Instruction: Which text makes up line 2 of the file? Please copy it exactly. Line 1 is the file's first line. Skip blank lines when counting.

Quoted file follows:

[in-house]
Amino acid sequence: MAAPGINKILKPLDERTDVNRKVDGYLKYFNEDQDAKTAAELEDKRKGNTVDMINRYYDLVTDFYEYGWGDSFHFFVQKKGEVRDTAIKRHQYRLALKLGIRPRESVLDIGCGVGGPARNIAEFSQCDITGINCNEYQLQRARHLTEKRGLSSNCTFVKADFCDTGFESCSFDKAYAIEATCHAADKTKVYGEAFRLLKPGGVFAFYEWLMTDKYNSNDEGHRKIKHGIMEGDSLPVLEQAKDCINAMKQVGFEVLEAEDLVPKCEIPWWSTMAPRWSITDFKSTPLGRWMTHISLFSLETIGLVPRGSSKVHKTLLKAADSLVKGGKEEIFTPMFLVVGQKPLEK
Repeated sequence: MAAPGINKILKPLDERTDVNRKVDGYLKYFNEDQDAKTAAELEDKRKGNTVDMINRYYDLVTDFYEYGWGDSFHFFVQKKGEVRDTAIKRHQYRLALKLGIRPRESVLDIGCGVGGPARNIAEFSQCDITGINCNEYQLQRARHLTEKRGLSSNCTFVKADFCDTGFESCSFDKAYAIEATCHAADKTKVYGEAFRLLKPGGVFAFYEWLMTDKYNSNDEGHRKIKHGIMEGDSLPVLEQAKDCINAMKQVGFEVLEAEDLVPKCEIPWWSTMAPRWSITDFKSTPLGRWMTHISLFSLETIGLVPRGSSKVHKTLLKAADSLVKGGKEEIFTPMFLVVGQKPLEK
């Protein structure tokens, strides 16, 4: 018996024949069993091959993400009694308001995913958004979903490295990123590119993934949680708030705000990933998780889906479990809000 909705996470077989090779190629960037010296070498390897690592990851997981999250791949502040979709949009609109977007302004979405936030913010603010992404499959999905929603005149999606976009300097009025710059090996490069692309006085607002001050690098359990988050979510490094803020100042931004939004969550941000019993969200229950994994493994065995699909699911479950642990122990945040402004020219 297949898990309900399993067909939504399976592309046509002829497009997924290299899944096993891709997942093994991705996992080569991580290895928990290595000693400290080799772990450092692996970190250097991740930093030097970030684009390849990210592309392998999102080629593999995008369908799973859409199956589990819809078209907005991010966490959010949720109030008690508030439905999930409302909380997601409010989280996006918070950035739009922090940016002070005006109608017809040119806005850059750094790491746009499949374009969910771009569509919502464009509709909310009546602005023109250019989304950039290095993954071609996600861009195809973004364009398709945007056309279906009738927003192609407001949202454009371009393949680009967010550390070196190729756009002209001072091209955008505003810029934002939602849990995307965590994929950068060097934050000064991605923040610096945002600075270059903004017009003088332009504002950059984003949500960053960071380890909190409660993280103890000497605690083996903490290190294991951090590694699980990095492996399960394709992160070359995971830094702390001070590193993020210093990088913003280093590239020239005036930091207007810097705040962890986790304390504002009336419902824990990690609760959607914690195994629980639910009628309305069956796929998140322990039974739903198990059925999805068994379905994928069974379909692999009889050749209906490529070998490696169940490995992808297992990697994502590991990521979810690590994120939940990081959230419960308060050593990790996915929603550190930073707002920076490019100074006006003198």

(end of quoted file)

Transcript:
Amino acid sequence: MAAPGINKILKPLDERTDVNRKVDGYLKYFNEDQDAKTAAELEDKRKGNTVDMINRYYDLVTDFYEYGWGDSFHFFVQKKGEVRDTAIKRHQYRLALKLGIRPRESVLDIGCGVGGPARNIAEFSQCDITGINCNEYQLQRARHLTEKRGLSSNCTFVKADFCDTGFESCSFDKAYAIEATCHAADKTKVYGEAFRLLKPGGVFAFYEWLMTDKYNSNDEGHRKIKHGIMEGDSLPVLEQAKDCINAMKQVGFEVLEAEDLVPKCEIPWWSTMAPRWSITDFKSTPLGRWMTHISLFSLETIGLVPRGSSKVHKTLLKAADSLVKGGKEEIFTPMFLVVGQKPLEK